Much more serious next week is the motion tabled by Beppe Grillo’s Five Star Movement arguing that Berlusconi is ineligible to hold elected office. A 1953 law prohibits anyone who has a concession from the state (like a broadcasting licence) from holding elected office. For almost 20 years, the law was ignored but now the grillini want to apply it. It will be embarrassing for Berlusconi but even more so for the Democratic Party which will be forced to choose between consistency (they have accepted Berlusconi for 20 years) and legality and political expediency (they cannot be seen to be outflanked by Grillo).

Back in the courts, the civil courts, there will be the final verdict confirming or rejecting the judgement which awarded half a billion euros damages to Berlusconi’s archrival Carlo De Benedetti because of the fraudulent takeover of the Mondadori publishing house. Even for a man of Berlusconi’s substance, it is a hefty sum, all the more stinging coming in the middle of the criminal and political travails.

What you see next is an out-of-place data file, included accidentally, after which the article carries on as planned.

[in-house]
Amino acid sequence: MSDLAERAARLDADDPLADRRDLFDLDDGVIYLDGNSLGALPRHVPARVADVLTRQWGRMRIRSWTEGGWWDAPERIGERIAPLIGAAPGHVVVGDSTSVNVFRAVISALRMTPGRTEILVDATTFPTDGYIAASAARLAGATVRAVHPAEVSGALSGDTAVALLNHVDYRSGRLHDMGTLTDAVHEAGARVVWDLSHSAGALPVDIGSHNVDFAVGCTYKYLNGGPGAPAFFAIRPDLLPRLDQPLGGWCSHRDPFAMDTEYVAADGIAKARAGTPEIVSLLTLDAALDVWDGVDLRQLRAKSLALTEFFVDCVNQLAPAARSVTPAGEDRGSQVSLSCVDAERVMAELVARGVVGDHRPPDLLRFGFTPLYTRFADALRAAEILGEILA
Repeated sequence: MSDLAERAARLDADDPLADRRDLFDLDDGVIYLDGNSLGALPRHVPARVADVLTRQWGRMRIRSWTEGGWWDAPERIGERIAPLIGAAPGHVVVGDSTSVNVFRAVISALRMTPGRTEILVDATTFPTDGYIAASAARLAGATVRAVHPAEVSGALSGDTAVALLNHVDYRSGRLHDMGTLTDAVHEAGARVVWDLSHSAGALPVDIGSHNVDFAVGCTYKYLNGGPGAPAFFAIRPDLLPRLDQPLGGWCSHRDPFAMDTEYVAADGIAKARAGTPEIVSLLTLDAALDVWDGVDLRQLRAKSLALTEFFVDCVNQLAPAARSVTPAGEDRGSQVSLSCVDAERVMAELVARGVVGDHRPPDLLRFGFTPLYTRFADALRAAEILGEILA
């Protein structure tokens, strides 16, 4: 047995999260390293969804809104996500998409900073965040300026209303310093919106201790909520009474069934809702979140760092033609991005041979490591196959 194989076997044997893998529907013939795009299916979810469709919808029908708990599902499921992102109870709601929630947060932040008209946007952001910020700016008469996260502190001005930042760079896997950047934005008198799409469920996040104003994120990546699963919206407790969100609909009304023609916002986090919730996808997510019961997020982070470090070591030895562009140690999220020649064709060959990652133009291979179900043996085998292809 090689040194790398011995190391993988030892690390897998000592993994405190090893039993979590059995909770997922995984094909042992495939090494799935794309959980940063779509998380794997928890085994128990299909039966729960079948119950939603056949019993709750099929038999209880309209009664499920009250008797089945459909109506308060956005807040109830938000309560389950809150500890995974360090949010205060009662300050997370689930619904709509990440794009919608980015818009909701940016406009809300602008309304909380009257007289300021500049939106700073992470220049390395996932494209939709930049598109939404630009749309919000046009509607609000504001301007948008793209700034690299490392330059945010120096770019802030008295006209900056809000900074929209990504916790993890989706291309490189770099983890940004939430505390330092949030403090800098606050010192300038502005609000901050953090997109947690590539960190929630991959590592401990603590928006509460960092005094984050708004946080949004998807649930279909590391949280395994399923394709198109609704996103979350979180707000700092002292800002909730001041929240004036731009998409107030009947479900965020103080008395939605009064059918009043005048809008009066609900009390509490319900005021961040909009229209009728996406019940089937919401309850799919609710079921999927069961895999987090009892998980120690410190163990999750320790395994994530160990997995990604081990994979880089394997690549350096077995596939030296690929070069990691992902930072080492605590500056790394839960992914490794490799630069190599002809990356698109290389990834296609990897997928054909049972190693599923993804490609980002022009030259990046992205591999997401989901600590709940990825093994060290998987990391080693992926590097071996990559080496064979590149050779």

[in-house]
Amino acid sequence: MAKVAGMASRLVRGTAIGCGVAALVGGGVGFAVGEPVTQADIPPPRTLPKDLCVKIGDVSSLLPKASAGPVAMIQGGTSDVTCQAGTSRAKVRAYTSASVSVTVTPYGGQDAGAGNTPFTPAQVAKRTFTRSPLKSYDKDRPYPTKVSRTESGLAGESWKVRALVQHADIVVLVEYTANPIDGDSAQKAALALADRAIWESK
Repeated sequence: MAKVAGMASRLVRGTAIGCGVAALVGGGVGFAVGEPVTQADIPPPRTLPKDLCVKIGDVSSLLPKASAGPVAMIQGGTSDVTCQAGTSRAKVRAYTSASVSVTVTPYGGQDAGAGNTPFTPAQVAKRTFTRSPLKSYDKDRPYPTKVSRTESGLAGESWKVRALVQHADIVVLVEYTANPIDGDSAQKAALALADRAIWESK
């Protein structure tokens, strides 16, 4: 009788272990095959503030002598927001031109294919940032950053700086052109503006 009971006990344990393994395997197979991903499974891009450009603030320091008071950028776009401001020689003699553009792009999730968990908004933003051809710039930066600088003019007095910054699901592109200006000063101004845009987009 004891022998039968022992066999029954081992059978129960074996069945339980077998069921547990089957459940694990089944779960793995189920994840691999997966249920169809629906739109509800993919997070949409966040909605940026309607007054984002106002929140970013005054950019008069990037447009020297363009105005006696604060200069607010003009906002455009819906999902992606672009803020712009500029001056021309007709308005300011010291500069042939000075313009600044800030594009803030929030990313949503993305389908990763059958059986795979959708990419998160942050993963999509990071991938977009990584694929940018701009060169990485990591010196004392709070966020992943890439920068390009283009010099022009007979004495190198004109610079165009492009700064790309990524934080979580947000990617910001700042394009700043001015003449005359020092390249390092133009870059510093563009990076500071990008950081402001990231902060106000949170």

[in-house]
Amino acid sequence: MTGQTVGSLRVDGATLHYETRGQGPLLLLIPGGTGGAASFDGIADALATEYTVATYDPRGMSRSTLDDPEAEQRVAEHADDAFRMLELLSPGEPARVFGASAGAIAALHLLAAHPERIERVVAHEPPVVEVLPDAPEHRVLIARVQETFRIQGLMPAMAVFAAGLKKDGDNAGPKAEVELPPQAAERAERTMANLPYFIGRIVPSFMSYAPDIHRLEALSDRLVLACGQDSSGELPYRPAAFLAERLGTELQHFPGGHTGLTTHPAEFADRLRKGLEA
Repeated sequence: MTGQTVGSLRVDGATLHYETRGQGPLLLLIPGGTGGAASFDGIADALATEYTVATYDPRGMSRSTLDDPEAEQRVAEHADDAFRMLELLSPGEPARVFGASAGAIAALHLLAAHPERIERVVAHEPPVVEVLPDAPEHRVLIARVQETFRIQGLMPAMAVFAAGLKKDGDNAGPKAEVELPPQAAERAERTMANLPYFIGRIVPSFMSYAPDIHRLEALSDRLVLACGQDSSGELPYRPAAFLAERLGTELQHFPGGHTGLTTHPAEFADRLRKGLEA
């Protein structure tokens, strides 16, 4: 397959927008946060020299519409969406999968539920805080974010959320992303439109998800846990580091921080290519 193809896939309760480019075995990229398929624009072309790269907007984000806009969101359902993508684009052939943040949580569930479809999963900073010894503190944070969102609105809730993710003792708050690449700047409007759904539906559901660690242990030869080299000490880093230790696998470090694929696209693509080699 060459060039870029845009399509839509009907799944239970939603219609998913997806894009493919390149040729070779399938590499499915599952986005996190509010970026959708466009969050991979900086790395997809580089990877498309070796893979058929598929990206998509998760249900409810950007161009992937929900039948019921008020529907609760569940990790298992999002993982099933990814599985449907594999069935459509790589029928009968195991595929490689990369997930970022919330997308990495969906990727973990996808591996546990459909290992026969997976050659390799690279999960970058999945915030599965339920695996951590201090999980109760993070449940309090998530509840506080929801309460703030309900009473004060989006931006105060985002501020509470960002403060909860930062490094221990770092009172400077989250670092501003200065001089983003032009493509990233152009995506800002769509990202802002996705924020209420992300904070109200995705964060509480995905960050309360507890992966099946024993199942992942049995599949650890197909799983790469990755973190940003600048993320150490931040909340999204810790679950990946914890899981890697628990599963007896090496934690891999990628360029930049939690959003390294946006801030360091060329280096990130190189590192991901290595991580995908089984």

Although Berlusconi is no longer in government, he is still very much the power behind it. Prime minister Letta depends on the votes of Berlusconi’s PdL for his survival (though some members of the PD are trying to make a deal with dissident grillini as a sort of insurance policy). Whatever the results of the cases over the next days, even if they all go against Berlusconi, he is not going to pull the plug on the government quite yet. He has been playing the elder statesman blessing the Letta government one day and then playing the cheeky chappie saying that European fiscal constraints can be ignored the next.

He will continue to play that game for the next six months, one day threatening, one day feinting with the government and the court until the Court of Cassation delivers.

If they uphold his conviction in the Mediaset case with its bar on his holding public office, then we will see Silvio Berlusconi slip from the statesman role to the rabblerousing populist with uncertain and dangerous possibilities. He has already begun to deploy his "army", l'Esercito della Libertà. Not brown or blackshirts but blue, well-heeled and well made up, and disturbing.

What happens of the next 10 days will be a foretaste of both final court verdicts and Berlusconi’s reactions. Then the temperature might go down for a time.

Friday, June 14, 2013

New Italians, New and Old Italian Racism II